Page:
Sympathetic ophthalmia is a rare complication of penetrating ocular trauma in which the fellow, uninjured eye develops a severe autoimmune inflammatory reaction. Removing an injured eye is thought to reduce the very small risk of sympathetic ophthalmia, especially if it is done by 14 days after the injury. Thus, some advocate for prompt enucleation of eyes without vision (no light perception). Others advise against the removal of eye, because the disorder is extremely rare and treatable, and superior cosmetic and psychological outcomes are achieved with globe retention. Sympathetic ophthalmia is discussed in more detail in BCSC Section 9, Uveitis and Ocular Inflammation.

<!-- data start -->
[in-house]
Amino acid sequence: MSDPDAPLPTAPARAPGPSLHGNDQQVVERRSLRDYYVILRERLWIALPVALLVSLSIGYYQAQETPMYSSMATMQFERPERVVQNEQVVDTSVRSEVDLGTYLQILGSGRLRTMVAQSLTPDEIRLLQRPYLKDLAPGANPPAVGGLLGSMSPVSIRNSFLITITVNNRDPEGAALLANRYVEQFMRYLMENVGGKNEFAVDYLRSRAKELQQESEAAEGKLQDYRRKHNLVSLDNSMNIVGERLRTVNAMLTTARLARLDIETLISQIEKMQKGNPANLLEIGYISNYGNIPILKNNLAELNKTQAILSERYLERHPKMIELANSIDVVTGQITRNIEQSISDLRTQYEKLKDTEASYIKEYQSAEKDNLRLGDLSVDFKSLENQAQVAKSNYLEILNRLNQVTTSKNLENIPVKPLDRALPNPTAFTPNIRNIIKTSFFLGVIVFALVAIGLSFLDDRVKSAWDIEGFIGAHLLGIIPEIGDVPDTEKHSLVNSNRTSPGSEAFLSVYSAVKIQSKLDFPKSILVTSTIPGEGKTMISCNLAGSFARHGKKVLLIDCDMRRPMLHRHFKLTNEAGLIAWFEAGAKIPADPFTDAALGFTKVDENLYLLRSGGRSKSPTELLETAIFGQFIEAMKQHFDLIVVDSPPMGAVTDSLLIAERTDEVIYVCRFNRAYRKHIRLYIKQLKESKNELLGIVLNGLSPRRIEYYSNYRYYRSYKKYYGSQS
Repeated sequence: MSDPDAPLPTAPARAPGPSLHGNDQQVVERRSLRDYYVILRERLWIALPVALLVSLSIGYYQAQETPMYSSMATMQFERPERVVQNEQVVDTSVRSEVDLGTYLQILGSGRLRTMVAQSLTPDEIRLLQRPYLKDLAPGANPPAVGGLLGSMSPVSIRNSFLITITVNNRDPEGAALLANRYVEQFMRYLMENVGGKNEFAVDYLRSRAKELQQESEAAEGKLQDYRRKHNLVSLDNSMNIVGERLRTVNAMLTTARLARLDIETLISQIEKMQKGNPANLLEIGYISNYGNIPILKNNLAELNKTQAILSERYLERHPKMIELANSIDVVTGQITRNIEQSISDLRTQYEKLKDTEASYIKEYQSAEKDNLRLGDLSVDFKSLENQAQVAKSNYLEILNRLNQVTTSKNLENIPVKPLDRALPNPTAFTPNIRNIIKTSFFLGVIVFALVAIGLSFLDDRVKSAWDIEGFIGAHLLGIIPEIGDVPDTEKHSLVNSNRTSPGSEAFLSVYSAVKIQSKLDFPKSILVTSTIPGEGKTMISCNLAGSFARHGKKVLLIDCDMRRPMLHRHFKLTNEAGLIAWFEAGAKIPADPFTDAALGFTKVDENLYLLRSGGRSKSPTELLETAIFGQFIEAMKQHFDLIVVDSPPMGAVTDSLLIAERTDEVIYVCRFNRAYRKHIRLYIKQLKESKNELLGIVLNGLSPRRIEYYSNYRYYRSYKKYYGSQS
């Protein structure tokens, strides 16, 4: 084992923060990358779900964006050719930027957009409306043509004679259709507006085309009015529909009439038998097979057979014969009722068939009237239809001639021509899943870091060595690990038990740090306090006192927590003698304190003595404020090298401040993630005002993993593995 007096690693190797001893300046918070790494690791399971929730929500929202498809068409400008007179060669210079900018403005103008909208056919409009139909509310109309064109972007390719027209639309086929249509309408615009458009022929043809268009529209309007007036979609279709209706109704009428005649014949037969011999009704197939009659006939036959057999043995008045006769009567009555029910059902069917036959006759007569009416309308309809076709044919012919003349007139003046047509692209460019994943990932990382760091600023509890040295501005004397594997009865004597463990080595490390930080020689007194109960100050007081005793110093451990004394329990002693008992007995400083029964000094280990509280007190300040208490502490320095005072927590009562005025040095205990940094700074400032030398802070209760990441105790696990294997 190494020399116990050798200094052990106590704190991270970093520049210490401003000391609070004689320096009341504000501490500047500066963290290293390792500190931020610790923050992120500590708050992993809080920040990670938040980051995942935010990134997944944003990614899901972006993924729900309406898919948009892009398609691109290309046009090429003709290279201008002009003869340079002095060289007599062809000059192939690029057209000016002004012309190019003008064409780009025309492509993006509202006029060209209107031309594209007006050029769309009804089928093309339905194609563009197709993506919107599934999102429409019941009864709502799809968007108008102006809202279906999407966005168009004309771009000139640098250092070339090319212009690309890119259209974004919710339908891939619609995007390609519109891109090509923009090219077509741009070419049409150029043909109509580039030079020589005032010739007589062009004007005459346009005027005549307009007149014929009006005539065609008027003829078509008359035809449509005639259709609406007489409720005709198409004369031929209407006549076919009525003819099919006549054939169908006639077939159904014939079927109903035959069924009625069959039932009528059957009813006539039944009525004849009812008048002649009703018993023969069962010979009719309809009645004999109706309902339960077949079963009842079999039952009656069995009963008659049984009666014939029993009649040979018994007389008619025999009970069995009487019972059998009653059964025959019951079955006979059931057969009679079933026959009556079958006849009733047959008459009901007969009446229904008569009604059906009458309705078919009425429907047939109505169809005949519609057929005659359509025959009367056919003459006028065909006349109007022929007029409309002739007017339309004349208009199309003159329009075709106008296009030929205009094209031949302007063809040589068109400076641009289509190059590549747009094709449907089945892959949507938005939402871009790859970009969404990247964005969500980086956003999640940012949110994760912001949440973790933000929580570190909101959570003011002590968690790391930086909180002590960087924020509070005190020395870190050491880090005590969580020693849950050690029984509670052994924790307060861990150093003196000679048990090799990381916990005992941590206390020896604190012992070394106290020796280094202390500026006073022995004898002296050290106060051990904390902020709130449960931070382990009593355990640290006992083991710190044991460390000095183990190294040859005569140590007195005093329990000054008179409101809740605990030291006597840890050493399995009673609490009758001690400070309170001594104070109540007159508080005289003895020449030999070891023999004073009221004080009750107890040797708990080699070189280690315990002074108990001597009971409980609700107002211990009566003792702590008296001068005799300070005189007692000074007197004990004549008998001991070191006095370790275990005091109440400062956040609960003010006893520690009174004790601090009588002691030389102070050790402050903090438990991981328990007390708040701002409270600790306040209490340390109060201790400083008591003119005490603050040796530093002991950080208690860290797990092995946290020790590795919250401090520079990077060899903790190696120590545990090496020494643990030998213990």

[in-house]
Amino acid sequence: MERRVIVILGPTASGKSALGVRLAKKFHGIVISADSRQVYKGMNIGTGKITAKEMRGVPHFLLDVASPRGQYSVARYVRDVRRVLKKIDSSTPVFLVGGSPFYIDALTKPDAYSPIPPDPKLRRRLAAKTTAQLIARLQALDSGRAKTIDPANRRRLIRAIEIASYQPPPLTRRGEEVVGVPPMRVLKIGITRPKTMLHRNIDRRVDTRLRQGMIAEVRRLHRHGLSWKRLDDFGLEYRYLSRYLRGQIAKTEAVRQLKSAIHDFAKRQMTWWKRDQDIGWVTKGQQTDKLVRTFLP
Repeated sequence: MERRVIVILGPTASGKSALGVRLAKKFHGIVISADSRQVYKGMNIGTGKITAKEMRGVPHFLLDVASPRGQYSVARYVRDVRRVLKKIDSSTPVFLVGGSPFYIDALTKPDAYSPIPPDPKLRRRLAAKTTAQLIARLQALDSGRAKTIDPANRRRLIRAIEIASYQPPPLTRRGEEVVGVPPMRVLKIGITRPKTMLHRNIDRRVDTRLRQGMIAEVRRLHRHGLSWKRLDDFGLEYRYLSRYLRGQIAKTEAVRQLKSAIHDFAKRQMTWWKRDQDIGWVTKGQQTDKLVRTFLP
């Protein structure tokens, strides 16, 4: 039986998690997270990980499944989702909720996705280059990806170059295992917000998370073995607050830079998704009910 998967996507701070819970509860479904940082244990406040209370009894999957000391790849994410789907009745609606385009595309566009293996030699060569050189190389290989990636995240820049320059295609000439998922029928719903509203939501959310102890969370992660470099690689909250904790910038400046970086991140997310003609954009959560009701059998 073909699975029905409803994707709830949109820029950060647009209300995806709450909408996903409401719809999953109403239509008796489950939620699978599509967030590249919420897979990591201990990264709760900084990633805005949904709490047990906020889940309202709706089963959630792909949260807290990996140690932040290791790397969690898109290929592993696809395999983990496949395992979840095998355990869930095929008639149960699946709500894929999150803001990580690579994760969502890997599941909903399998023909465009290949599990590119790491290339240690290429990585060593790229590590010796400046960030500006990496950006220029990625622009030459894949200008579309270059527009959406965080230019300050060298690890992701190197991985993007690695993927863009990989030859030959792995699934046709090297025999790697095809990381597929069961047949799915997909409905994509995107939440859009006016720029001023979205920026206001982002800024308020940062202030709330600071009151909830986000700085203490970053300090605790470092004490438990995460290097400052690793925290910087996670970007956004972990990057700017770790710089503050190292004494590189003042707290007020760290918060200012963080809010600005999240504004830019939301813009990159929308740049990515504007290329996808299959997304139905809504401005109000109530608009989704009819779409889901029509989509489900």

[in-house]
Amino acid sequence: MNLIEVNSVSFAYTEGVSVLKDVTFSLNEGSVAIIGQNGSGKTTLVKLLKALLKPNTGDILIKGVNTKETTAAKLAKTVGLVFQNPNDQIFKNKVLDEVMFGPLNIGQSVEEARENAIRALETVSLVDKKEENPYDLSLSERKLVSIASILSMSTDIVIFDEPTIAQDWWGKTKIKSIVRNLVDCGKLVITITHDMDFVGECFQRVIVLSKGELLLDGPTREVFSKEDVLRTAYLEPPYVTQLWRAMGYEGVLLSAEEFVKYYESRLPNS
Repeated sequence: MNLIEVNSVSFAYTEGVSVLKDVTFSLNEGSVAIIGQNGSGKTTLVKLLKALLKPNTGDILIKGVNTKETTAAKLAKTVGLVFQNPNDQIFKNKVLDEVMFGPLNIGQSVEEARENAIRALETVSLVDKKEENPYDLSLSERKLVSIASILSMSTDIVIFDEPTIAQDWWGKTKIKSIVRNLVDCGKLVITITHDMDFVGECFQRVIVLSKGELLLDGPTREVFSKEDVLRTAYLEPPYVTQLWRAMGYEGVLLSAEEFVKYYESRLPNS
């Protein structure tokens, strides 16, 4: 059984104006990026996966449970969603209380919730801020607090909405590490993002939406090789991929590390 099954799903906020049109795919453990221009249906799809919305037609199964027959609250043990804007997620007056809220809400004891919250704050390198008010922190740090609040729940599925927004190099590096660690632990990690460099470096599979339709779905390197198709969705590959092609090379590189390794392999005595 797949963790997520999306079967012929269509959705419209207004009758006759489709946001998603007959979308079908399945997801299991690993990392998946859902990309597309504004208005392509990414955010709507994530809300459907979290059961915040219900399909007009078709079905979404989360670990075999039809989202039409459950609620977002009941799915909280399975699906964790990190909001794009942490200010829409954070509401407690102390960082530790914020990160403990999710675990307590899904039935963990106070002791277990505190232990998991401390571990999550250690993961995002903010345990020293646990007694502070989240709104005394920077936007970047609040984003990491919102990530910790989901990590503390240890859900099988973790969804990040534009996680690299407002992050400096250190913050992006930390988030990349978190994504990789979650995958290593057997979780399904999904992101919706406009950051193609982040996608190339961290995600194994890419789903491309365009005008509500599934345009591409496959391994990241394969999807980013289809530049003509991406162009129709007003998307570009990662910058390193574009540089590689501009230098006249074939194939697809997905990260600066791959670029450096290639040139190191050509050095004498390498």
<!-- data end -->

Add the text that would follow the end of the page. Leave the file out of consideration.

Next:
Excerpted from BCSC 2020-2021 series: Section 10 - Glaucoma. For more information and to purchase the entire series, please visit https://www.aao.org/bcsc.